Finding the right product amidst today’s “choice overload” can be a frustrating process for consumers, and being found can be just as difficult for brands. When I walk into a store, I see an overwhelming number of brands, models, and marketing messages. Shopper choice overload is what every consumer product brand competes with at the point of purchase – standing out on a shelf full of like items.

Much of the merchandising content on these shelves is the brand telling the consumer why it’s the best. If every brand is “the best,” how can we choose? As consumers ourselves, we know the answer: we listen to what our peers, friends, and fellow shoppers say about the products to make our decisions.

Brands have a number of in-store merchandising tools in their arsenal: endcaps and signage to draw attention to products, sales staff to answer customer questions and guide purchases, etc. So how can manufacturers leverage consumer-to-consumer conversations (that we know are happening) at the point of purchase? By supplying online shoppers with their fellow consumers’ opinions and timely answers to product questions. Now we’re “Social Merchandising”, a strategy that directly impacts sales and returns.

Endcaps and signage

Say I’m looking for a scanner. Like most consumers (66% of consumers research products online before they buy online or in-store), I head to my favorite consumer electronics retail website to research choices. The scanner category page – the online equivalent of a shelf – displays several scanners with similar types of product information: features, pricing, and in this case, customer reviews. And just like in a brick-and-mortar store, I’m faced with choice overload.

Ratings and reviews act as endcaps and signage, differentiating like products.

As I compare one scanner to another, my eyes are naturally drawn to a key difference. Scanner A has 183 reviews, while Scanner B has only five. Based on the 4.5 star average rating, , most of the 183 reviewers were more than satisfied with Scanner A. Which scanner gets more of my attention? That’s really a rhetorical question; you know the answer. A survey of 26,000+ found that consumer recommendations are the most credible form of advertising.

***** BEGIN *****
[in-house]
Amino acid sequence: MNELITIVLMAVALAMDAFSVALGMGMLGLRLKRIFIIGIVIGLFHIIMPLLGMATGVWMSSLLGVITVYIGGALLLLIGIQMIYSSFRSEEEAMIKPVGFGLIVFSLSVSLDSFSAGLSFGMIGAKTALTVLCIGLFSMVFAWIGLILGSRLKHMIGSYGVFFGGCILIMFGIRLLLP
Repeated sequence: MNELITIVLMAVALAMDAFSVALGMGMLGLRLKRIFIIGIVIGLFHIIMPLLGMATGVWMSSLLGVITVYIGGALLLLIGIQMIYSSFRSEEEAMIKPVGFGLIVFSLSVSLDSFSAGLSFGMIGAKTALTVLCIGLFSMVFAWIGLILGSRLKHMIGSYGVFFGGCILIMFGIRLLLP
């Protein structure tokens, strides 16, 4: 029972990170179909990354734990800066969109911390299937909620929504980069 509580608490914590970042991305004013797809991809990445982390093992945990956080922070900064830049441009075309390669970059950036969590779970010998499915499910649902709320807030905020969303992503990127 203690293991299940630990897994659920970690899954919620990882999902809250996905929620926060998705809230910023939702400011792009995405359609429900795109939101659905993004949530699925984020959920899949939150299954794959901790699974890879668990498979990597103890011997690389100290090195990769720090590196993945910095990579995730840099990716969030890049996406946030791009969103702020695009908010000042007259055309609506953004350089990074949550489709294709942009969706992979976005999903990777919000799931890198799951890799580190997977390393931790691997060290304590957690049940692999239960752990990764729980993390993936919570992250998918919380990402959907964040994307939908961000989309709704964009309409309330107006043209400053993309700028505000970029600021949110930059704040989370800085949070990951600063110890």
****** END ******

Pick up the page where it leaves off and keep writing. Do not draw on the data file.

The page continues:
Much like endcaps and special signage in a retail store, customer reviews and ratings differentiate similar products at the point of purchase. Manufacturers can capitalize on this fact by collecting reviews from end customers and syndicating these authentic opinions to retailer sites. More reviews equals more visibility equals more clicks… you get the idea. And it works – three manufacturers saw a 26% increase in sales after syndicating reviews to a retailer site. That’s just online sales – eMarketer found that the internet influences $3.45 of in-store sales for every dollar spent online.

Your best sales team

Say I click Scanner A (the one with more reviews)to learn more. Once on the product page, I have related questions and I can’t find answers. For example, “Can this scan, resize, and print without being connected to a PC?”

Who better to answer my question than the manufacturing brand? Traditionally, brands haven’t had access to customers at this point in the purchase funnel. I could ask my question in-store, where brands spend significant resources continuously training retailer reps and updating product information – an expensive and resource-intensive endeavor. Or, my hunt for information could take me elsewhere – another retailer, or even another brand.

But what if brands could answer customer questions while they shop – making merchandising social, and directly engaging consumers to affect purchases? We already know customer Q&A boosts sales and reduces returns. User-generated answers reduced returns 23% for one client, and doubled online sales for PETCO. But what if manufacturing brands got involved? It’d be like having your brand’s best sales team on every sale. In our example, I’d ask my question directly on the product page. Scanner A’s manufacturer, “ManufacturerSite,” could then provided a timely, branded answer that lives on the product page, for every customer to see.

Manufacturers provide branded answers on retail sites. Click to enlarge.

These branded answers give manufacturers a strengthened presence on retailer sites, and let brands give shoppers all of the information they need to buy confidently. Samsung began answering questions on retailer sites under the persona “Mr. Samsung”, and found that for the questions they received, 91% were not already covered by the product information. Additionally, answers from Mr. Samsung were voted the most helpful on the retailer site.

As commerce becomes increasingly social, so must manufacturer’s merchandising efforts. Syndicated consumer reviews are the endcaps and signage that make your products stand out online. Branded answers at the point-of-purchase are your in-store sales team ready to answer any customer questions. This concept is a paradigm shift in how merchandising and distribution networks fit together. With planning season just around the corner, how will you make your merchandising social?

Manufacturers, connect with consumers at the point of purchase.

Reviews are your online endcaps. Branded answers are your online sales staff. See how Social Merchandising tools can boost your sales and reduce your returns.

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